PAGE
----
California Ballot: No on Prop. 32

California's Proposition 32 is a insidious, nasty little piece of work. The measure claims to want to reform big-money politics by limiting contributions by "special interests" on both sides of the aisle (i.e. corporations and unions). 

The trick lies in how this reform is accomplished: All corporations and unions would be prohibited from deducting money used for political purposes from "members'" paychecks. If you read that again carefully, you might note one glaring issue there: corporations do not have "members," they have shareholders, hence they are not subject to the requirements of the very law they're promoting.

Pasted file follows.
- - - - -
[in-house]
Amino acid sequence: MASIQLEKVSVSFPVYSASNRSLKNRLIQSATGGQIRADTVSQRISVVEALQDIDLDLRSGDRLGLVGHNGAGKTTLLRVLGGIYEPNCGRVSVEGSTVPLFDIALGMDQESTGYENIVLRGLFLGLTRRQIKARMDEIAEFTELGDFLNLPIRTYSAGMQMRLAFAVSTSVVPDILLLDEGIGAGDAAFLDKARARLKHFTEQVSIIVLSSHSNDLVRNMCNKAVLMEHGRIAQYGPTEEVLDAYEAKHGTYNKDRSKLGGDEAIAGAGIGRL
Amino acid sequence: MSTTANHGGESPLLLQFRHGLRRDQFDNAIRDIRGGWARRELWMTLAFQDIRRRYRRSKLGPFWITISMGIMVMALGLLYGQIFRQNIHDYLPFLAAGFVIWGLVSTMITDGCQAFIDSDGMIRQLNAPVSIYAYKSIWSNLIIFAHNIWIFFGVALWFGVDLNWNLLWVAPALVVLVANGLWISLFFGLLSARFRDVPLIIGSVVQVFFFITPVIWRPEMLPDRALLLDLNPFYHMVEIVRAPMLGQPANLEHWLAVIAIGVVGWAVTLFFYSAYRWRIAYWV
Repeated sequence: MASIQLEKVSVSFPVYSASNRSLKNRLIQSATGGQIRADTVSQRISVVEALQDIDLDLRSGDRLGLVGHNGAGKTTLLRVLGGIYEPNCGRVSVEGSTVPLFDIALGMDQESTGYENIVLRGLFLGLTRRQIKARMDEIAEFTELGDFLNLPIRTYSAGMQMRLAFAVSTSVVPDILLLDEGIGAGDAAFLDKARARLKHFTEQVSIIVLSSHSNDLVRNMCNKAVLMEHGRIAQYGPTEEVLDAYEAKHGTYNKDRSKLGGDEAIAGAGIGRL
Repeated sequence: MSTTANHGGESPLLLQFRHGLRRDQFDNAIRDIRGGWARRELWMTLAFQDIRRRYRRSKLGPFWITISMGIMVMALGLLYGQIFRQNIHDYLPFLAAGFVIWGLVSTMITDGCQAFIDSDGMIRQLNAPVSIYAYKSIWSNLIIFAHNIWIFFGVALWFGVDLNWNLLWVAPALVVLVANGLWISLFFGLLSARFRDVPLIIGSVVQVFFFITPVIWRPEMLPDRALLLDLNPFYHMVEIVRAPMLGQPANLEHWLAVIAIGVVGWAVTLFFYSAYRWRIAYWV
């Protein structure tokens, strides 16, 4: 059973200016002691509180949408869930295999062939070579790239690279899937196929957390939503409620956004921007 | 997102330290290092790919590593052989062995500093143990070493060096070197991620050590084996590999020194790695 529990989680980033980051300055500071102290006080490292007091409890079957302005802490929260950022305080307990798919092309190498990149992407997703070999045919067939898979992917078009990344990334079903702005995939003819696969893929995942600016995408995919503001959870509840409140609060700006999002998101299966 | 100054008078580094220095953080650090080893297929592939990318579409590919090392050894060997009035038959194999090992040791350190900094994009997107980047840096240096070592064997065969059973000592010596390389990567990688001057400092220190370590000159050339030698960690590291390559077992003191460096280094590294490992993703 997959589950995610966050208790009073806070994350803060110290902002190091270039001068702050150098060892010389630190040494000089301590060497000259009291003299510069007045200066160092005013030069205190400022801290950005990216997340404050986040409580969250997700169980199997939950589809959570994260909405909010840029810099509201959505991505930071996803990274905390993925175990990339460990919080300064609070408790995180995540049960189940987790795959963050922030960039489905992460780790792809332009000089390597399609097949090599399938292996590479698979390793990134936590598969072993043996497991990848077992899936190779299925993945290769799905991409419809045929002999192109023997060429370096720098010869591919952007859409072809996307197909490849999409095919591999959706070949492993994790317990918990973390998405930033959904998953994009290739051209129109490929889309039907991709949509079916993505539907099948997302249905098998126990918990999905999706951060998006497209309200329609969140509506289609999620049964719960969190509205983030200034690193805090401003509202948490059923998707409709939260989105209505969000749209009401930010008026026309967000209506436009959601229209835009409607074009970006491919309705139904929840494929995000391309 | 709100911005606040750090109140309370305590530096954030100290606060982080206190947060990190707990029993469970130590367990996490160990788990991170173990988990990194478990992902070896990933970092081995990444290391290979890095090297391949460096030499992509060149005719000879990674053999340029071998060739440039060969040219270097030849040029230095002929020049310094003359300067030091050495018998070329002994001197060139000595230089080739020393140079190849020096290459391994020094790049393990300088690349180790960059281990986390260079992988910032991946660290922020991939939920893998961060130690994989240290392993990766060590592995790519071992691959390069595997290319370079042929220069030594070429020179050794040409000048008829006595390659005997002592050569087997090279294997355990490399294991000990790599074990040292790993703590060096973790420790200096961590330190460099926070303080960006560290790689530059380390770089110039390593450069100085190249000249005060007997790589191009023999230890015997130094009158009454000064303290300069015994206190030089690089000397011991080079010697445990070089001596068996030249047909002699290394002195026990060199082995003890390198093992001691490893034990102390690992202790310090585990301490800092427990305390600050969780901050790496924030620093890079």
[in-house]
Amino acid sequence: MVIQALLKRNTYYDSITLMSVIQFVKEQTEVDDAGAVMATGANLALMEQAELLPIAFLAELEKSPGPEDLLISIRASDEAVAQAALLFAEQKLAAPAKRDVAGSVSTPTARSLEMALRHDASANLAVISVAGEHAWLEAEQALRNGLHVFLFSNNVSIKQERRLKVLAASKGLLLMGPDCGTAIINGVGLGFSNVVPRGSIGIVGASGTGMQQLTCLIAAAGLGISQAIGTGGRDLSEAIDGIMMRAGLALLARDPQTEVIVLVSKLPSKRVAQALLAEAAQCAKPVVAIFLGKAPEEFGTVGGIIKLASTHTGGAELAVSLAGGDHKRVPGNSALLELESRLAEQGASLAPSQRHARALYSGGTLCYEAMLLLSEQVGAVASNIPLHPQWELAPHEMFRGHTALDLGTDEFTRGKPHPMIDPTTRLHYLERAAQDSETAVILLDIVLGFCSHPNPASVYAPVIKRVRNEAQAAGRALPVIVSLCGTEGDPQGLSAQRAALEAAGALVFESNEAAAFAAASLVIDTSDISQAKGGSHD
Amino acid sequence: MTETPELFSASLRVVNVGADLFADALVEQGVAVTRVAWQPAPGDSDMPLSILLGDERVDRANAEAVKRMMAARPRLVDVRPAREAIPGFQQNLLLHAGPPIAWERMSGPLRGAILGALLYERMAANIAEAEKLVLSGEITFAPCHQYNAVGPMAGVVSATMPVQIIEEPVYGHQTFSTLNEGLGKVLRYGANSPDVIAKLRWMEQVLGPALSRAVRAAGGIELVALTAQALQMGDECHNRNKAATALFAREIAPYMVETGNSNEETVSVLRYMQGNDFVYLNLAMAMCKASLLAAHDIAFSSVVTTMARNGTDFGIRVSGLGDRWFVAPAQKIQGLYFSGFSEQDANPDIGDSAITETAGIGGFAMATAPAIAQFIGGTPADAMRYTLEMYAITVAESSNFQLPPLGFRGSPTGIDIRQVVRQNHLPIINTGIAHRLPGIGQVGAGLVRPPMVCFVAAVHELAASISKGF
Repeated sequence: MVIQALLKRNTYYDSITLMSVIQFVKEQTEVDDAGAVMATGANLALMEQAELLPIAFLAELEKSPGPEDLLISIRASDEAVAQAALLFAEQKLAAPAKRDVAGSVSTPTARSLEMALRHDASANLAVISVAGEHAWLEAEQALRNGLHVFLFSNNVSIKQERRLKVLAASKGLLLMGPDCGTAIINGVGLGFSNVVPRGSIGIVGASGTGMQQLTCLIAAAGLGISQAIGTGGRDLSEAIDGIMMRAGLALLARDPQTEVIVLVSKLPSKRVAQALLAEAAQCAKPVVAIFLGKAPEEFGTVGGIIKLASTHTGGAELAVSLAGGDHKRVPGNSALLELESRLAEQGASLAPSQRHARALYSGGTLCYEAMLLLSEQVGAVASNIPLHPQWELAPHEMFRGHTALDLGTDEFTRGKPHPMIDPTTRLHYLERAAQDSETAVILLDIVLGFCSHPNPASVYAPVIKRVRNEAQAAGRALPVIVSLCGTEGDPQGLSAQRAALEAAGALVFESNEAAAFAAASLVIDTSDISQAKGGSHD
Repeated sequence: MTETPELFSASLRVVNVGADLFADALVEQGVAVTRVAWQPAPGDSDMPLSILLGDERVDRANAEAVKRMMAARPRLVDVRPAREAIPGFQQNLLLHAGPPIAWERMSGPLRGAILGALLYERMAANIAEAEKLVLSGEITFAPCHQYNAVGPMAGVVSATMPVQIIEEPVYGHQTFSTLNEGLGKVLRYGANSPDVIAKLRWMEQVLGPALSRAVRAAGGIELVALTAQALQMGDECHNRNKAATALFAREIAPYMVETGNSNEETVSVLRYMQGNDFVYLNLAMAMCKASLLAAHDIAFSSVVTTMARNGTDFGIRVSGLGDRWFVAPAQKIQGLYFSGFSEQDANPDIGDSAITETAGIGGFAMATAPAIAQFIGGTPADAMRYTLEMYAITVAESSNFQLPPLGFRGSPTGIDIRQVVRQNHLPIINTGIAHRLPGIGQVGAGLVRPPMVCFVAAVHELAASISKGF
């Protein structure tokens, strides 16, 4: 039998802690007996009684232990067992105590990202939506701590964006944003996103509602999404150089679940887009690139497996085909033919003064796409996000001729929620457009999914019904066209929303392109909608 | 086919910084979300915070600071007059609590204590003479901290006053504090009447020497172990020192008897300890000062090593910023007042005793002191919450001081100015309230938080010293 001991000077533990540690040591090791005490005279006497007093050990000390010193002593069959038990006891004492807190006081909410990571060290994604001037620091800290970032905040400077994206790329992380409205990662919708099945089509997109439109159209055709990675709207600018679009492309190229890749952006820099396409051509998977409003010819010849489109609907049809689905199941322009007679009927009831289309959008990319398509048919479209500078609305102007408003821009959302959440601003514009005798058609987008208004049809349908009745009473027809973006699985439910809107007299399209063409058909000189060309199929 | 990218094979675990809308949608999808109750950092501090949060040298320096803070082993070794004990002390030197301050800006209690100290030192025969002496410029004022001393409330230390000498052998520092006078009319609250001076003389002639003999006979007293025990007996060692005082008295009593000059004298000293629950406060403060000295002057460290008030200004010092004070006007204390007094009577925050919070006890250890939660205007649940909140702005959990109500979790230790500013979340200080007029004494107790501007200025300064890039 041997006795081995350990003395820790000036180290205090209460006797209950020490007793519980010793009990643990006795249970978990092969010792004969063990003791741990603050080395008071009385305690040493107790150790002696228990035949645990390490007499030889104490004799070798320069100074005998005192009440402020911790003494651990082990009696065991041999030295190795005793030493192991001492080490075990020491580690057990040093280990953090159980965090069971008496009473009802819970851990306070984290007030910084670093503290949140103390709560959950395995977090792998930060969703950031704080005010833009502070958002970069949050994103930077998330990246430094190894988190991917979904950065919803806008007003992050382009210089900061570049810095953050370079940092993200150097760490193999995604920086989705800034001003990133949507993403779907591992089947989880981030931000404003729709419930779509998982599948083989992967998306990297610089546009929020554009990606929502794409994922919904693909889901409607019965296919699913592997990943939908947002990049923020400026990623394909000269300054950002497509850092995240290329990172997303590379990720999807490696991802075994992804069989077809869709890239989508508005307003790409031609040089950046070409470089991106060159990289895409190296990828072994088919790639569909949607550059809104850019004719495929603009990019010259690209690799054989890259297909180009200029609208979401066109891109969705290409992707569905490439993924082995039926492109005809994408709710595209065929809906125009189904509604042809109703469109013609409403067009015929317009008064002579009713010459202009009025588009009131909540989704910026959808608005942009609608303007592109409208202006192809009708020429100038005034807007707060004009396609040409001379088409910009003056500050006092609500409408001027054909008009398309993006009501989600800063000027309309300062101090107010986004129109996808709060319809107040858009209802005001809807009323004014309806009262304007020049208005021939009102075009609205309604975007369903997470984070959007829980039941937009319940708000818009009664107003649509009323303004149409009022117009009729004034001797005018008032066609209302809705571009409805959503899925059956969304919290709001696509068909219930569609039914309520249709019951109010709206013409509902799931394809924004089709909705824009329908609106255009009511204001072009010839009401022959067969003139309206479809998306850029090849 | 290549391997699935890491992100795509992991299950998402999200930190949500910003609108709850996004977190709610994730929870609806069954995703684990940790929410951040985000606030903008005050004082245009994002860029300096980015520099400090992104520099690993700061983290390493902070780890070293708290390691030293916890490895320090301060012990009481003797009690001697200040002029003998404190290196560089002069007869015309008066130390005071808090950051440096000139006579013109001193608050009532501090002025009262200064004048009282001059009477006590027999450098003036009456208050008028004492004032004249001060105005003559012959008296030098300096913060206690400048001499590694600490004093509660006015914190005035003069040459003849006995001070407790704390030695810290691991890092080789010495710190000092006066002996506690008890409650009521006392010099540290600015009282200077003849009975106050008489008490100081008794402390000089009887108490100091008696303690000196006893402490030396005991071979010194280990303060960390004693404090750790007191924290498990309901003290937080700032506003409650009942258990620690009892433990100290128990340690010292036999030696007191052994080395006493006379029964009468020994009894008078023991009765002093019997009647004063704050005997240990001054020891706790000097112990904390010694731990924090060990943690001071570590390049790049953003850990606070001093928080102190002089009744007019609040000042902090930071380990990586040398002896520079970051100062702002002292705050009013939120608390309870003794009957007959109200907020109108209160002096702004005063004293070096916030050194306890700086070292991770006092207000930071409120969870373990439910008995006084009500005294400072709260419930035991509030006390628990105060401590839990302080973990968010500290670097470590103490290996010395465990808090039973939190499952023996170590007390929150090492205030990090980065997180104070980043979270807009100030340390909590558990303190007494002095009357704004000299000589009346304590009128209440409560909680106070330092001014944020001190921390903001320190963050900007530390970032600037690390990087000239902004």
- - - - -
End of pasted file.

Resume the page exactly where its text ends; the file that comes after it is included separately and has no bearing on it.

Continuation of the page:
In one Yes on 32 ad, the narrator informs viewers that "AT&T spends $140,000 a day on political lobbying in Sacramento" and then implores voters to "stop the special interests" by voting Yes on 32. Word to the wise: Proposition 32 would do nothing to prevent AT&T from spending $140,000 (or $1.4-million) a day on political lobbying in Sacramento. How dishonest is that?

When it comes to political action, corporations already outspend unions 15-to-1. This measure is simply one more effort to break the will, the spirit and the power of the labor movement, and in the process, should it pass, it will also break the backs of the middle class. 



No comments:

Post a Comment